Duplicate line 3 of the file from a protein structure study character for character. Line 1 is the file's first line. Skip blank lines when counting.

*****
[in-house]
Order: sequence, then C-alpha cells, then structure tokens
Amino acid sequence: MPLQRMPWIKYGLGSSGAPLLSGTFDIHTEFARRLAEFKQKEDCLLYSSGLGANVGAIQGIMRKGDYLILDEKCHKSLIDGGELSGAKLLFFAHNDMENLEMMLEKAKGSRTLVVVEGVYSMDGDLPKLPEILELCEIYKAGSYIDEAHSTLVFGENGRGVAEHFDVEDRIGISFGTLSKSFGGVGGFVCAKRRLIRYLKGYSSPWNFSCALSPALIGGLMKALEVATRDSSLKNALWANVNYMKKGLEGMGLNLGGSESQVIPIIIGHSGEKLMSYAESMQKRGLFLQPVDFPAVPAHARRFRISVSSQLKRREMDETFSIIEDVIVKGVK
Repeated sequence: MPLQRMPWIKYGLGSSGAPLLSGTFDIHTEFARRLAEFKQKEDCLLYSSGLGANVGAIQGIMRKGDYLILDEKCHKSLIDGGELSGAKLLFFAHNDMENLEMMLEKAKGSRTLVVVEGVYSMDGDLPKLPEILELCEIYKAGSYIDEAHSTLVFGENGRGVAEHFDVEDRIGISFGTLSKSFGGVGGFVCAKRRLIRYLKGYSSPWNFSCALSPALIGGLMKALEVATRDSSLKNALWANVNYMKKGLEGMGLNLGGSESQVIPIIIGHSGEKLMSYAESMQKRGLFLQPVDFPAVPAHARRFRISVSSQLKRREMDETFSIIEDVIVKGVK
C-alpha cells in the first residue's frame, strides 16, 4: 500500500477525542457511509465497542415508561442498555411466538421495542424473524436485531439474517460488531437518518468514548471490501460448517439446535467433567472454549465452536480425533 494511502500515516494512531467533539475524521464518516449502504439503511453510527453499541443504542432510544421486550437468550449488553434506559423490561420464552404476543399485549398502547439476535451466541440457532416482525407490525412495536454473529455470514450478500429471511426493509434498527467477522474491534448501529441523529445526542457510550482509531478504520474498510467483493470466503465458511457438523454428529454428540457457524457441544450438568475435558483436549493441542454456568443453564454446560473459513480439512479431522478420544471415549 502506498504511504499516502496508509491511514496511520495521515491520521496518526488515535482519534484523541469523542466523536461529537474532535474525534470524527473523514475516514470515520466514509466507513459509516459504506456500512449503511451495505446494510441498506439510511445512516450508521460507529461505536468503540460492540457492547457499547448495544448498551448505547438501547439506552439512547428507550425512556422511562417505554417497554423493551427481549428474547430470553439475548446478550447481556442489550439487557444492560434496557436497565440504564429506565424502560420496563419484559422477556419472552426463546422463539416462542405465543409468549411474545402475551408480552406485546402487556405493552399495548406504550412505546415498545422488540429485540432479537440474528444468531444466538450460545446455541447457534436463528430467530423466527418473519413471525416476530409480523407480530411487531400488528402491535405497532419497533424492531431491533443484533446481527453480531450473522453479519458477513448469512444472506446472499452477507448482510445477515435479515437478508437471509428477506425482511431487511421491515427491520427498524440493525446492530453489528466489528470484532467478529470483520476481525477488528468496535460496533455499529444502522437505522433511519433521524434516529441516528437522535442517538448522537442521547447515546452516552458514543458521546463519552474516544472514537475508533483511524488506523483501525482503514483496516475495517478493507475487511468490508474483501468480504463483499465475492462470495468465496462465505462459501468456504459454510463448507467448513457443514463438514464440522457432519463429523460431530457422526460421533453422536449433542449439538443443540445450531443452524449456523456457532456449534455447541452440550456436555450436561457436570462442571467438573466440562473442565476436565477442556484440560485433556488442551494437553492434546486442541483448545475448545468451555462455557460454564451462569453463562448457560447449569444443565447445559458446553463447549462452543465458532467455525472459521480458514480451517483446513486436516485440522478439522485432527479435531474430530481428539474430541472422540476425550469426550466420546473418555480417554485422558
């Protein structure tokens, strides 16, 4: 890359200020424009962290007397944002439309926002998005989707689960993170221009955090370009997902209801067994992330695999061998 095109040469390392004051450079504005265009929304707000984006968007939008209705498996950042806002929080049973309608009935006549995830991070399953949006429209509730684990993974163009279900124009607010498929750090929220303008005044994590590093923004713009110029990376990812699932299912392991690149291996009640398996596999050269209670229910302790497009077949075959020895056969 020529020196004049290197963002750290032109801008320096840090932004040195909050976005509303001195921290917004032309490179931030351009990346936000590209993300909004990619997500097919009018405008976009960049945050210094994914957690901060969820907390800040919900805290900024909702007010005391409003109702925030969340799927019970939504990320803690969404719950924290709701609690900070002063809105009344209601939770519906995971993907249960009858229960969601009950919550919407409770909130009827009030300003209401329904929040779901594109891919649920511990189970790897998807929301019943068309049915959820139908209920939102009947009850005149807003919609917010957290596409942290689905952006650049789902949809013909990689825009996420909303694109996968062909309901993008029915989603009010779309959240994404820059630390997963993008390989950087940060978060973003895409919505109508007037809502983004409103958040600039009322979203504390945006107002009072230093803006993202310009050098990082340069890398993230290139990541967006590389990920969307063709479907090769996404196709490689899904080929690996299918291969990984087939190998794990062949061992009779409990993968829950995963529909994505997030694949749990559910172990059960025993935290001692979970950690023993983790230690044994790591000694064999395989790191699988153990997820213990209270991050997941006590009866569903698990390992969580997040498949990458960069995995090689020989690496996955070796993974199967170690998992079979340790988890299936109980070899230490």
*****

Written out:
Amino acid sequence: MPLQRMPWIKYGLGSSGAPLLSGTFDIHTEFARRLAEFKQKEDCLLYSSGLGANVGAIQGIMRKGDYLILDEKCHKSLIDGGELSGAKLLFFAHNDMENLEMMLEKAKGSRTLVVVEGVYSMDGDLPKLPEILELCEIYKAGSYIDEAHSTLVFGENGRGVAEHFDVEDRIGISFGTLSKSFGGVGGFVCAKRRLIRYLKGYSSPWNFSCALSPALIGGLMKALEVATRDSSLKNALWANVNYMKKGLEGMGLNLGGSESQVIPIIIGHSGEKLMSYAESMQKRGLFLQPVDFPAVPAHARRFRISVSSQLKRREMDETFSIIEDVIVKGVK